Chinese Media Is Subdued in the Face of North Korea-U.S. Standoff

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BEIJING — Commentators around the world are warning of a potential crisis on the Korean Peninsula. But in China, where the state controls much of the news media, the headlines have been subdued.

Over the past two weeks, as North Korea has tested missiles and the United States has threatened to send warships to the region, there was just one fleeting front page reference to the tensions in People’s Daily, the flagship newspaper of the Chinese Communist Party.

Experts say Beijing’s relative silence may be an attempt to placate both Kim Jong-un of North Korea and President Trump, as well as to prevent the Chinese public from panicking.

Here is a look at the themes dominating coverage of North Korea in the Chinese media, and what they reveal about Beijing’s attitude toward Mr. Kim and Mr. Trump.

A Friend Like China

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Sina Finance, a Chinese web portal, circulated a meme juxtaposing President Trump with an angry yellow bird. Credit Sina Finance

China, as one of North Korea’s few remaining allies and its primary source of food and oil, has long been criticized for not doing more to rein in its volatile neighbor.

So the news media there seemed to rejoice when, following a recent meeting in Florida with President Xi Jinping, Mr. Trump told Fox News that “China’s trying to help us.”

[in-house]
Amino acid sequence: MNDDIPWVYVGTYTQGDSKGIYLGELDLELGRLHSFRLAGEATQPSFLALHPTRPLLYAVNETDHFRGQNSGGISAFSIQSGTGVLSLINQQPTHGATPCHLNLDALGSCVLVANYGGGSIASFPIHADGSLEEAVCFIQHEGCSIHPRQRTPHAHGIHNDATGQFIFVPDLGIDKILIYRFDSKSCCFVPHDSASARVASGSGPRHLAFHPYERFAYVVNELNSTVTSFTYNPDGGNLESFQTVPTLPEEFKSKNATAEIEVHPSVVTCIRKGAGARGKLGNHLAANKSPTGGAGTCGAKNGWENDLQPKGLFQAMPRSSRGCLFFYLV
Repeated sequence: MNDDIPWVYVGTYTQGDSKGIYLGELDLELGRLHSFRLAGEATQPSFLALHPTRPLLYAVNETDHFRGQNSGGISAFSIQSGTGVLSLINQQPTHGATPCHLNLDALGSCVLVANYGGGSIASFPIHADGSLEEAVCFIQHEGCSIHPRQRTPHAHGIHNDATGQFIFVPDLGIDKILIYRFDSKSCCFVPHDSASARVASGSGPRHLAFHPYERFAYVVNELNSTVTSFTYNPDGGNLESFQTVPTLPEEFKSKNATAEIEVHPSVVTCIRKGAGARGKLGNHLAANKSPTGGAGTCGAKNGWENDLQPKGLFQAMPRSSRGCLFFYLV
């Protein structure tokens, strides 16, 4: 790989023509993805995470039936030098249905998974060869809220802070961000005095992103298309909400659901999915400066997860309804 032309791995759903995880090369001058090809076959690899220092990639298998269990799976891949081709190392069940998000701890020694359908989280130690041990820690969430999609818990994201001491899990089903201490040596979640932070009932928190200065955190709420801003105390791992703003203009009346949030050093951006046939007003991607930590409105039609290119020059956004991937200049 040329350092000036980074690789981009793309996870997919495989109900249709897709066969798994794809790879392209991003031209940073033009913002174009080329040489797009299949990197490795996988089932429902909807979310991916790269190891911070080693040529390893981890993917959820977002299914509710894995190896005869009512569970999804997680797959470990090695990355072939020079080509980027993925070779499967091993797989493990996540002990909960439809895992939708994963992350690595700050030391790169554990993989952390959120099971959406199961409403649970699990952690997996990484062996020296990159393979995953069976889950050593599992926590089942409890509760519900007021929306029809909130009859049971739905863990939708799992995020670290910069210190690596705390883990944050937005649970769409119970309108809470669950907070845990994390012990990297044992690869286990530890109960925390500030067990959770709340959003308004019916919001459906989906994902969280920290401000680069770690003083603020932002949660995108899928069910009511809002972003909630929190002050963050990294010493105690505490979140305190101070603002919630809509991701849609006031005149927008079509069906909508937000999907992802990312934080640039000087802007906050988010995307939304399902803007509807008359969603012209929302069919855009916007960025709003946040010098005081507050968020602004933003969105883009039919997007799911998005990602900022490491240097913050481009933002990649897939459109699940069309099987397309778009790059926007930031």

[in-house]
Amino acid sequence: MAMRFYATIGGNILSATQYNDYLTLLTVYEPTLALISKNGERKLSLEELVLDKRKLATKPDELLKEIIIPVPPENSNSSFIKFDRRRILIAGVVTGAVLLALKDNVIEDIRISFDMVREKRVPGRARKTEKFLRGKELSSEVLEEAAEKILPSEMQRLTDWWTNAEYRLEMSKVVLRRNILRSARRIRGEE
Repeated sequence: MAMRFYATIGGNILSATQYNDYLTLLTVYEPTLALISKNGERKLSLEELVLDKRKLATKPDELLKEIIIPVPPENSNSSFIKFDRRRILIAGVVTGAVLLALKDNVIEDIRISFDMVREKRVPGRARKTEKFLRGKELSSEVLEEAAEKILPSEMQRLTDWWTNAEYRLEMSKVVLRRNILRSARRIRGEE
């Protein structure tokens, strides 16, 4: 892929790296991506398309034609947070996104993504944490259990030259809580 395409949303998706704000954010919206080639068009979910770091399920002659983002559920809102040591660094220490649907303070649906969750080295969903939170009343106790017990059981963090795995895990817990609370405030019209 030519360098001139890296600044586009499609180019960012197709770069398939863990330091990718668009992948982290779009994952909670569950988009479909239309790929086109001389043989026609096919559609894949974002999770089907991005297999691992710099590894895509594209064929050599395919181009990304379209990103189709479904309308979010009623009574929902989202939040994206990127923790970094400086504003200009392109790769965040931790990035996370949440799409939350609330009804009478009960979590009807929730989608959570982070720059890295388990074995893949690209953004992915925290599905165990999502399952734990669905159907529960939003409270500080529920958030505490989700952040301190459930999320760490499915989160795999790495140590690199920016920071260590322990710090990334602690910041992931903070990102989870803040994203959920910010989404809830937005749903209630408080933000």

A clip of the interview went viral in China, where headline writers liberally reinterpreted Mr. Trump’s comments. State-controlled news sites put words in his mouth. “China treats us so well,” one outlet quoted Mr. Trump as saying.

In the interview, Mr. Trump said of Mr. Xi: “What am I going to do, start a trade war with China in the middle of him working on a bigger problem, frankly, with North Korea?” But the Chinese media summed up that sentiment as: “And now you’re asking me to stab China in the back? Don’t you have a conscience?”

That remark also inspired memes like the one above, published by Sina Finance, a news portal. The image in the meme, already popular in China, is a visibly perturbed yellow bird, apparently representing Mr. Trump. The caption below it reads: “Don’t you have a conscience?”

Highlighting American Aggression

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On Chinese television, no discussion of North Korea is complete without footage of bombs and warplanes, helping to reinforce an image of American military aggression. In this segment, which aired on CCTV, China’s state broadcaster, such footage accompanied commentary on whether the United States will go to war with North Korea.

On North Korea and other issues, the Chinese news media often portrays the United States as a meddling, militaristic force.

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Global Times, a Chinese nationalist tabloid, depicted the United States as a meddling man in a dark top hat. Credit Global Times

In this cartoon, published by Global Times, a stridently nationalist tabloid, the United States is depicted as a menacing man in a top hat, falsely accusing other countries of wrongdoing.

Comrades in Arms

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Mao Zedong once said China and North Korea, longtime Communist allies, were “as close as lips and teeth.” But the relationship has suffered setbacks in recent years as frustration in China has grown over the North’s volatile behavior.

Still, Chinese news outlets continue to treat the regime with some deference. When Pyongyang recently put on a military parade, the Chinese media covered it faithfully.

In this CCTV clip, a news announcer dryly narrates the parade, commenting on its “originality” and adherence to Soviet style.

The North Koreans proudly displayed missiles at the event, which they claim could soon carry nuclear warheads. But during the segment, any plans for a North Korean nuclear weapon simply went unmentioned.

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